In the Clinton administration, both Gore and Clinton had very strong policy views themselves, so even though there was a lot of disagreement between various institutions in and around the cabinet, a lot of time those differences did not make it to the public. Clinton and Gore were leading the charge and everyone had to get in line behind them. In the Bush administration, the frission between Defense and State are overstated because they are so very public, because Bush himself does not come to the presidency with as many strong held foreign policy prescriptions. That is the second point.

The third point is that the Bush administration has relatively little interest in international diplomacy. Not international politics, but international diplomacy. They are often insensitive to the constraints of domestic political constituencies of other leaders around the world. I do not believe that that means that the Bush administration is necessarily much more unilateral than the Clinton administration. But I do believe that it appears to be much more unilateral.

The "axis of evil" speech is a good example. The substance of the State of the Union address was a policy that would have been quite close to what we would have heard from Al Gore, had he become president. It was a policy, which could have been agreed to by most--if not all--of America's major allies around the world. But the way that it was presented, the style of the speech, and the Bush Administration's unwillingness to pay attention to the way that that would impact other constituencies around the world; while playing quite well in the United States, played horribly in just about every other country around the world. Bush has not been sensitive to these issues.

To overstate the case, if you could make the argument that President Clinton often got the policy wrong but he almost always got the politics right, you could make the argument that Bush often gets the policy right but he almost always gets the politics wrong.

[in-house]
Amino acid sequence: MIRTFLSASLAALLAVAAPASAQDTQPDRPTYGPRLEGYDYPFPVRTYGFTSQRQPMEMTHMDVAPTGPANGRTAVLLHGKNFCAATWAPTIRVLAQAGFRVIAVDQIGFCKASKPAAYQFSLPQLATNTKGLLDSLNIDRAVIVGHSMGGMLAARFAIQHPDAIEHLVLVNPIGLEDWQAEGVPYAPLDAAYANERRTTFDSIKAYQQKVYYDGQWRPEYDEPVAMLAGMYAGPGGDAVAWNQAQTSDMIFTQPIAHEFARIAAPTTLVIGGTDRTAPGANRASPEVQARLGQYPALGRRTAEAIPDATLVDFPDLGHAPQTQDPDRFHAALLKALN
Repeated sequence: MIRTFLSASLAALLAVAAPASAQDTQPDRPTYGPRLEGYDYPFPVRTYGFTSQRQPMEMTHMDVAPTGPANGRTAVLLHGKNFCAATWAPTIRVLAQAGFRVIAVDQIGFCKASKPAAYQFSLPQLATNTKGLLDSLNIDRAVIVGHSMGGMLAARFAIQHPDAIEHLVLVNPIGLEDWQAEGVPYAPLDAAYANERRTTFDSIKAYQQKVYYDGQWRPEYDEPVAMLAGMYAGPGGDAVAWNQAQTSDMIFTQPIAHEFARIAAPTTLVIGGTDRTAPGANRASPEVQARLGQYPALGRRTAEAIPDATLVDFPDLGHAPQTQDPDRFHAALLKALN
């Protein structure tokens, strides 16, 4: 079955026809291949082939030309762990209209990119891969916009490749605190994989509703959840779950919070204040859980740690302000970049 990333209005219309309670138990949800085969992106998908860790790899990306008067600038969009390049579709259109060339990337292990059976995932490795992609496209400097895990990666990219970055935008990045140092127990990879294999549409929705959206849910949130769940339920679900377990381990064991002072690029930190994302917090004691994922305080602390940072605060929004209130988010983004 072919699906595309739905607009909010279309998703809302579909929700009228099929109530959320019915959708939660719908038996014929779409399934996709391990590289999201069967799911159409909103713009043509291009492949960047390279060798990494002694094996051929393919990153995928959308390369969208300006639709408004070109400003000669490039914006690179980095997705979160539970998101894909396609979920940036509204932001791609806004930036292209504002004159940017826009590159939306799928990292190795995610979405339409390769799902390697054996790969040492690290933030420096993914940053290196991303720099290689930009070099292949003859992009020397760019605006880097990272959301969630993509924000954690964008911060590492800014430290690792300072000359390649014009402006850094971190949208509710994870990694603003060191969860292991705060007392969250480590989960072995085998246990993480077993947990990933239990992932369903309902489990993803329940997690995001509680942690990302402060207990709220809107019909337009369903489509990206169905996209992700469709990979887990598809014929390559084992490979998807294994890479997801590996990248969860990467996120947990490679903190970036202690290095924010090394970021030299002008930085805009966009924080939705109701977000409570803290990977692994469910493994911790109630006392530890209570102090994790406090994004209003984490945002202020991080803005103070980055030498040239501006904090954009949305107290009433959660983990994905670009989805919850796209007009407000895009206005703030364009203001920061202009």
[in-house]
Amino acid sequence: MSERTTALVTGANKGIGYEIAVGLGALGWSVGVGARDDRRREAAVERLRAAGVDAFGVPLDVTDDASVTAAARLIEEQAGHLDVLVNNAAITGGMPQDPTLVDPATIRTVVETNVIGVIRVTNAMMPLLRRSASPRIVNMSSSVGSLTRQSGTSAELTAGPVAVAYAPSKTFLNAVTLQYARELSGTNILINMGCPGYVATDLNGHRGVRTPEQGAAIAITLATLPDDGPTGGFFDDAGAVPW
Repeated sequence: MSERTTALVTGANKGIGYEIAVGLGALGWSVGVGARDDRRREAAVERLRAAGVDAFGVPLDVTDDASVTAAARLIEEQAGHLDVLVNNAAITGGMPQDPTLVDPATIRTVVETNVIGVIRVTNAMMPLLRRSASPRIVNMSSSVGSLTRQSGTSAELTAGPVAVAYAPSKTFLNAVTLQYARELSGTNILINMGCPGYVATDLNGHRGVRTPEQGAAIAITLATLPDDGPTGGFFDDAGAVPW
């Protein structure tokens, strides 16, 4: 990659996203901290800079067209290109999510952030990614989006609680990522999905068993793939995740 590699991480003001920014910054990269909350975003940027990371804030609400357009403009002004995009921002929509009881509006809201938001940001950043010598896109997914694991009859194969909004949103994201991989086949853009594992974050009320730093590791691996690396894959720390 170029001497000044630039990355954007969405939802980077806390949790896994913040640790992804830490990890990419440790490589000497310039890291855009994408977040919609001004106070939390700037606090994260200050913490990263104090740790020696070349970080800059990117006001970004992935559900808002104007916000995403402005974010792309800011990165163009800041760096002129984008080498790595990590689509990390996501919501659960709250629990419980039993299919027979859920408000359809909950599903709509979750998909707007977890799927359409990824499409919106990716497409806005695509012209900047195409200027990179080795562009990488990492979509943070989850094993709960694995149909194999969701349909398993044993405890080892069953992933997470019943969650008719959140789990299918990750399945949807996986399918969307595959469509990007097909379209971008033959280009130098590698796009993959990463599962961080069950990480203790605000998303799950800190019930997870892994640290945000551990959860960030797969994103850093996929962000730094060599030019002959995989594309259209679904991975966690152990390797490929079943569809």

Of course, there is some ideology in some Bush administration policies, like what we've seen with the International Criminal Court, an issue which clearly represents a more unilateralist perspective, but I think these are small issues. In general, I would argue that the Bush administration in substance is not so dramatically different in terms of the kinds of policies they are putting in place, than the previous administration.

So we've started by outlining the differences. Now let me go further. When President Bush came into office, it was pretty clear to everyone that he neither had a particularly strong background in foreign policy, nor did he have a particularly strong interest in foreign policy. The argument was that here is an outsider from Texas who is going to run the country like a CEO, not like a politician, and he is going to focus on issues that really matter to the US taxpayer.

Before he was elected and before he took office, I would say that the Bush Administration had only two strongly held foreign policy priorities. One was to prioritize the dramatic improvement of US relations with Mexico and, more broadly, Latin America. The second was to remove Saddam Hussein from power.

Regime change in Iraq was not a post-September 11th policy. Indeed, an argument can be made that September 11th actually delayed a US attack on Iraq. Military plans were clearly being developed, and a certain amount of momentum had already been gathering. Certainly there was every intention to remove Hussein from Iraq before September 11th hit. Further, I do not believe that this was fundamentally meant to be a war for oil. Oil has played a role, but I do not think that was most important. I think there have been three major reasons why the United States intends to attack Iraq, and has intended to attack Iraq.